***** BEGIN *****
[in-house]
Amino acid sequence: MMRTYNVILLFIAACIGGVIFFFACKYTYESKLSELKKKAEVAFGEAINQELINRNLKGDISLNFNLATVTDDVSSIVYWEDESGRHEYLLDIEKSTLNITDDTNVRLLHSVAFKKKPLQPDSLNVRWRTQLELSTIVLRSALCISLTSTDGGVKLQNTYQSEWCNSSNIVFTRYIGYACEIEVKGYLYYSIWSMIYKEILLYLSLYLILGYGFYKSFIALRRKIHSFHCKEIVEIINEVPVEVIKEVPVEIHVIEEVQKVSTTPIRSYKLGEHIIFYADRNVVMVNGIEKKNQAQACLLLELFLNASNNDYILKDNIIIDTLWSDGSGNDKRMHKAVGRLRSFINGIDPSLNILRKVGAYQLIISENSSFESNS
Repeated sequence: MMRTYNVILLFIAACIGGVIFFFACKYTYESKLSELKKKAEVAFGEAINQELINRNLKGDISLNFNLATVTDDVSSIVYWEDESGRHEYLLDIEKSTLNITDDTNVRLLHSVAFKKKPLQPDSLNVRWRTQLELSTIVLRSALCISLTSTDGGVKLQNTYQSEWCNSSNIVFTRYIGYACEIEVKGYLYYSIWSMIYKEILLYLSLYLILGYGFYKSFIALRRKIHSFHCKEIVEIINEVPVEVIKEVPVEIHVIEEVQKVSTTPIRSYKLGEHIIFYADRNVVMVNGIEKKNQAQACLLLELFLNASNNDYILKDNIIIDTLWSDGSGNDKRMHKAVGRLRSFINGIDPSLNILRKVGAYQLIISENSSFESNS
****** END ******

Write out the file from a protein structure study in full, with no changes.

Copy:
[in-house]
Amino acid sequence: MMRTYNVILLFIAACIGGVIFFFACKYTYESKLSELKKKAEVAFGEAINQELINRNLKGDISLNFNLATVTDDVSSIVYWEDESGRHEYLLDIEKSTLNITDDTNVRLLHSVAFKKKPLQPDSLNVRWRTQLELSTIVLRSALCISLTSTDGGVKLQNTYQSEWCNSSNIVFTRYIGYACEIEVKGYLYYSIWSMIYKEILLYLSLYLILGYGFYKSFIALRRKIHSFHCKEIVEIINEVPVEVIKEVPVEIHVIEEVQKVSTTPIRSYKLGEHIIFYADRNVVMVNGIEKKNQAQACLLLELFLNASNNDYILKDNIIIDTLWSDGSGNDKRMHKAVGRLRSFINGIDPSLNILRKVGAYQLIISENSSFESNS
Repeated sequence: MMRTYNVILLFIAACIGGVIFFFACKYTYESKLSELKKKAEVAFGEAINQELINRNLKGDISLNFNLATVTDDVSSIVYWEDESGRHEYLLDIEKSTLNITDDTNVRLLHSVAFKKKPLQPDSLNVRWRTQLELSTIVLRSALCISLTSTDGGVKLQNTYQSEWCNSSNIVFTRYIGYACEIEVKGYLYYSIWSMIYKEILLYLSLYLILGYGFYKSFIALRRKIHSFHCKEIVEIINEVPVEVIKEVPVEIHVIEEVQKVSTTPIRSYKLGEHIIFYADRNVVMVNGIEKKNQAQACLLLELFLNASNNDYILKDNIIIDTLWSDGSGNDKRMHKAVGRLRSFINGIDPSLNILRKVGAYQLIISENSSFESNS